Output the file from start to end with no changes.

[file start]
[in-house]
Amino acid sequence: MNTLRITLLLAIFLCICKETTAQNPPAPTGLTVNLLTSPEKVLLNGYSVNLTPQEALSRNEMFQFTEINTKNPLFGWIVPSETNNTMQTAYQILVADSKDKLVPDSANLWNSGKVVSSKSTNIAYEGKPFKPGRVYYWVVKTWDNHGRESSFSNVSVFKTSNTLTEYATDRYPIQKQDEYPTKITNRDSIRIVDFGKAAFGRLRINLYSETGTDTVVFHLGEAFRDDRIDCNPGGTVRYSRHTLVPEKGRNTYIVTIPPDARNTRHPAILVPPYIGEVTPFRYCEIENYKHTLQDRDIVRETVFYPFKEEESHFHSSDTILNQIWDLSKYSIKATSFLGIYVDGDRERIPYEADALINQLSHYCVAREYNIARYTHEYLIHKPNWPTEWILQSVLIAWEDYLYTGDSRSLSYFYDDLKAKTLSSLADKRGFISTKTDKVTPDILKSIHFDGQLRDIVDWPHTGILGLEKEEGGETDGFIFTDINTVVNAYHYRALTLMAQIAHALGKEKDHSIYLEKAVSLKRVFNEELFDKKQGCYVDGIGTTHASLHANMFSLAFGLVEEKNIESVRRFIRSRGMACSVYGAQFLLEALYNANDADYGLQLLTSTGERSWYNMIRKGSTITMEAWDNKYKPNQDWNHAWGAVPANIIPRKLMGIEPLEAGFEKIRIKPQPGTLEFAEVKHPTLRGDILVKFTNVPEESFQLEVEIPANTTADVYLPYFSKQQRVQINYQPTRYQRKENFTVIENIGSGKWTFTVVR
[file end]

[in-house]
Amino acid sequence: MNTLRITLLLAIFLCICKETTAQNPPAPTGLTVNLLTSPEKVLLNGYSVNLTPQEALSRNEMFQFTEINTKNPLFGWIVPSETNNTMQTAYQILVADSKDKLVPDSANLWNSGKVVSSKSTNIAYEGKPFKPGRVYYWVVKTWDNHGRESSFSNVSVFKTSNTLTEYATDRYPIQKQDEYPTKITNRDSIRIVDFGKAAFGRLRINLYSETGTDTVVFHLGEAFRDDRIDCNPGGTVRYSRHTLVPEKGRNTYIVTIPPDARNTRHPAILVPPYIGEVTPFRYCEIENYKHTLQDRDIVRETVFYPFKEEESHFHSSDTILNQIWDLSKYSIKATSFLGIYVDGDRERIPYEADALINQLSHYCVAREYNIARYTHEYLIHKPNWPTEWILQSVLIAWEDYLYTGDSRSLSYFYDDLKAKTLSSLADKRGFISTKTDKVTPDILKSIHFDGQLRDIVDWPHTGILGLEKEEGGETDGFIFTDINTVVNAYHYRALTLMAQIAHALGKEKDHSIYLEKAVSLKRVFNEELFDKKQGCYVDGIGTTHASLHANMFSLAFGLVEEKNIESVRRFIRSRGMACSVYGAQFLLEALYNANDADYGLQLLTSTGERSWYNMIRKGSTITMEAWDNKYKPNQDWNHAWGAVPANIIPRKLMGIEPLEAGFEKIRIKPQPGTLEFAEVKHPTLRGDILVKFTNVPEESFQLEVEIPANTTADVYLPYFSKQQRVQINYQPTRYQRKENFTVIENIGSGKWTFTVVR